The annoying thing is when we have academics who defend American stereotypes of other nations. Check out this article for instance, which is a paper a Canadian academic student wrote on the how Canada is depicted on “How I Met Your Mother” through their Canadian character. While the author admits that the writers for “How I Met Your Mother” initially told Cobie Smulders, who plays the Canadian on the show, that they would make her character Canadian in order to play with and break down Canadian stereotypes, indeed the exact opposite occurred, where the main writer for the show admitted it was the basis for tasteless jokes. While the author of this paper goes on to argue that even if the tasteless jokes about being Canadian abound in the show, at the same time some presentation of Canadian-ness is a good thing rather than being totally absent; and furthermore, these jokes are ok because underlying them is a love for Cobie Smulders Canadian character Robin. The overall argument is that however difference is depicted, the overall goal of the depiction is to explore difference rather than perpetuate negative stereotypes.

I would argue that that this argument is naive and white-washes what these writers of these American shows are actually doing. Sure, Americans make fun of themselves as much as other parts of the world, i.e. the hick from the South with the heavy drawl, the snobby North-easterner, the Minnesotan dialect and naivety. But let’s call this type of humor for what it is: mockery, the lowest common denominator of humor. When difference between people is used as the basis of humor, it indicates an insecurity and an attempt to reassert power in the dynamic by reducing the Other to something controllable, contextualized, and ultimately “safe”. But at the same time good writers know that what they write, especially when it is shot and seen by millions of people around the nation and the world, has an impact on the perception of a particular set of people. And in fact, it is a slippery slope to outright racism, where the only mark of demarcation between mockery and prejudice is the extent to which people hold onto their stereotype to define the other person, or know innately that the Other person is a more complicated being and, to a great degree, cannot be defined.

So what’s the point? Balance. If you’re a writer and you’re going to mock someone, make sure you mock yourself at the same time. If you’re a writer and want to use stereotypes to make cheap jokes, make sure at some point you deflate or destroy those stereotypes as well. While there are some Canadian writers for these shows who would argue that when they make jokes, they’re doing it in some kind of post-modern, winking way, like “these Americans are stupid anyways so we’ll just write what they expect and we’ll laugh on the inside”, it still admits that they are catering to American stereotypes and in fact, on some level are gutless enough to make their writing safe to appease their American bosses. So that argument doesn’t fly with me.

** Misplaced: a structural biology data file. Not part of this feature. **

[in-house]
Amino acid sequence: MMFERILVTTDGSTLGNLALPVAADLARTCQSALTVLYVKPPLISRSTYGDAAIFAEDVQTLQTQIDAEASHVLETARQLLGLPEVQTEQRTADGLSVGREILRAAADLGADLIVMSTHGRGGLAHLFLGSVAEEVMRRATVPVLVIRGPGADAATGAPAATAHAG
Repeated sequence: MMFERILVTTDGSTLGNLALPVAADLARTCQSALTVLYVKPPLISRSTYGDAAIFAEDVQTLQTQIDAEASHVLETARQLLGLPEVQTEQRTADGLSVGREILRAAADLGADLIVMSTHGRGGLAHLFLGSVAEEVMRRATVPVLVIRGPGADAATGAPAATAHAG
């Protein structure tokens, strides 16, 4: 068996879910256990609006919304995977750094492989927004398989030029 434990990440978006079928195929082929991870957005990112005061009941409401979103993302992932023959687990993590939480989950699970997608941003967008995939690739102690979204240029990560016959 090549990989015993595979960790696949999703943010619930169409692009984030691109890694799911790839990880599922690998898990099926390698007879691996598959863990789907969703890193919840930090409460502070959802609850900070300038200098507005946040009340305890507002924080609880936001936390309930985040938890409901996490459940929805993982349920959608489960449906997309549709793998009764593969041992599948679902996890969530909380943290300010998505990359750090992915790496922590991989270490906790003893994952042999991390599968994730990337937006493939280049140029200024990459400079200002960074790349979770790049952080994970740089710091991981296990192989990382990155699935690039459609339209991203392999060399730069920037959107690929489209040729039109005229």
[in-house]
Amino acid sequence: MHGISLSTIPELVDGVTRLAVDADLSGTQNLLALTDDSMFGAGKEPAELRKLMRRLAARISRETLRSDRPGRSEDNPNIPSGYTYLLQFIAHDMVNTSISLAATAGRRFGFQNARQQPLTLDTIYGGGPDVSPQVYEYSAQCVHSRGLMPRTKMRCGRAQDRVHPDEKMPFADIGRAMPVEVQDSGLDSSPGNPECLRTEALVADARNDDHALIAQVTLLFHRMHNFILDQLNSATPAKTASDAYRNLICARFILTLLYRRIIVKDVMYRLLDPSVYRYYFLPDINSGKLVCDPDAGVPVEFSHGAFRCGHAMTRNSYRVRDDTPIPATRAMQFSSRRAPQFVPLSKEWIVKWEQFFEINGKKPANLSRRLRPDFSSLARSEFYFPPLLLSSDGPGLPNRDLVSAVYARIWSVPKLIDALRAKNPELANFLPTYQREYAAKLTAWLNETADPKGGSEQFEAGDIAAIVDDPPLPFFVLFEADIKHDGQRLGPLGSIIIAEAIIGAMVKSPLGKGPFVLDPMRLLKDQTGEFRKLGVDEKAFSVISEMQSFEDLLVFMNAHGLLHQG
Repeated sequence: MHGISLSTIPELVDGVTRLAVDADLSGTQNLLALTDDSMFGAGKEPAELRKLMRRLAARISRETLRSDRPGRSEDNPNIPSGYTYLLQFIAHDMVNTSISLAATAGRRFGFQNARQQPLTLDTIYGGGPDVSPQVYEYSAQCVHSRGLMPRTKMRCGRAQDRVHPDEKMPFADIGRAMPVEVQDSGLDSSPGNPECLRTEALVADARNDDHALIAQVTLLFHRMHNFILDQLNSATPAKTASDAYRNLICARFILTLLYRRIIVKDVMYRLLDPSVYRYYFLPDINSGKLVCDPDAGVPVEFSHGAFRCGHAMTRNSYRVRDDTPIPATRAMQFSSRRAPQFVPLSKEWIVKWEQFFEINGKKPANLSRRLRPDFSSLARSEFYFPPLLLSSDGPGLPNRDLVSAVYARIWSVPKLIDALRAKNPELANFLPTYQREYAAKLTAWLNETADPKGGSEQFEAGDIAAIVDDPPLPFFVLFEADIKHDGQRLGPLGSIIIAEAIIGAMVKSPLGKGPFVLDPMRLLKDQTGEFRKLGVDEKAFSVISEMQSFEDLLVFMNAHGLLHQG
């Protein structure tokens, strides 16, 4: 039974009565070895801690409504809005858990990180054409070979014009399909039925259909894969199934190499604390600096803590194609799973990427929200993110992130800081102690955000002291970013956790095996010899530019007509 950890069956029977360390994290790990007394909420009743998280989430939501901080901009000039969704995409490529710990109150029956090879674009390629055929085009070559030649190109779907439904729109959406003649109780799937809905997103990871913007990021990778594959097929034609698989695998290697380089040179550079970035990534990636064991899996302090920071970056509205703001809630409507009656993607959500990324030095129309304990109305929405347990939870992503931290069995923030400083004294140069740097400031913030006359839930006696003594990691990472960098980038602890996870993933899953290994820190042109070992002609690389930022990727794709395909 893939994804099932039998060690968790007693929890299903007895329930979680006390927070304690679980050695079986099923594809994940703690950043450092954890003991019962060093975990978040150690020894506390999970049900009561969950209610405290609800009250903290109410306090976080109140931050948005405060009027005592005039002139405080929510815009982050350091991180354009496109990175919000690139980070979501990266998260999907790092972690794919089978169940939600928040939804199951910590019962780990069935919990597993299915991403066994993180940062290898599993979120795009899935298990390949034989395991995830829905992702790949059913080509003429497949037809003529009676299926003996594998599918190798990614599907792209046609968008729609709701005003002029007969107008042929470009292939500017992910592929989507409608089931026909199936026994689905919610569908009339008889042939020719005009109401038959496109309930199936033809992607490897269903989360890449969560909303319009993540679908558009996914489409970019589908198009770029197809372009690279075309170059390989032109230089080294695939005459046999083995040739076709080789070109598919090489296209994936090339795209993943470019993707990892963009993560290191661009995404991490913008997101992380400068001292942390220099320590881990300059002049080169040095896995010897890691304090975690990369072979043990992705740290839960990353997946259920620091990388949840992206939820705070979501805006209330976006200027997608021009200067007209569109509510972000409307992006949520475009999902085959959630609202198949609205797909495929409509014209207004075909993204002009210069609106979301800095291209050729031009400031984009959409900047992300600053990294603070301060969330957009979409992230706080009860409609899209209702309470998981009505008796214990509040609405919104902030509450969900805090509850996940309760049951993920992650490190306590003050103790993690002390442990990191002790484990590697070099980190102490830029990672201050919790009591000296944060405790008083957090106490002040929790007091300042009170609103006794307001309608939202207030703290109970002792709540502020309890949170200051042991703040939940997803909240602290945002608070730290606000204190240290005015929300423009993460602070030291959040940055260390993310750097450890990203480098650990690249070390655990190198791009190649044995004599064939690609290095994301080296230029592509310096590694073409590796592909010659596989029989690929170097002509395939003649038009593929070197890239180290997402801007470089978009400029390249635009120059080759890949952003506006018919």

For example, I still remember an Archie comic book segment where Archie’s jalopy breaks down in the country and a hick country girl helps him fix his car. Archie jokes with Jughead that he’s going to show this hick country girl a good time by taking her out on a date, and dazzle her with the few bucks he’s got. In a complete turnaround, the girl dresses up in expensive clothes, showcases her farm as a complicated piece of social machinery, drives an expensive sports car, and actually gives Archie money on the date. Archie is left aghast at his former ignorance. So when I cite an Archie comic, of all places, where stereotypes become inversed, it merely showcases that writing smart isn’t limited to art house films. Writing smart is a choice. While I think the writers of “How I Met My Mother” are reveling in their exploration of Robin’s “Canadian-ness”, I do think they could be doing it in a smarter way. The author of the academic paper seems to highlight examples of when the writers do exactly this, but frankly the examples are still maudlin and the basis of the humor is still mockery, even if the “human-ness” of Robin is purported to underline the humor and thus somehow justify its mockery.

What we should do on the Canadian side is withhold our tax credits to these American productions if they continue to portray these insipid Canadian stereotypes. And the least these American production companies can do is at least depict Canadian police officers in their correct uniform when they have a Canadian location written in the story. The least you can be is accurate.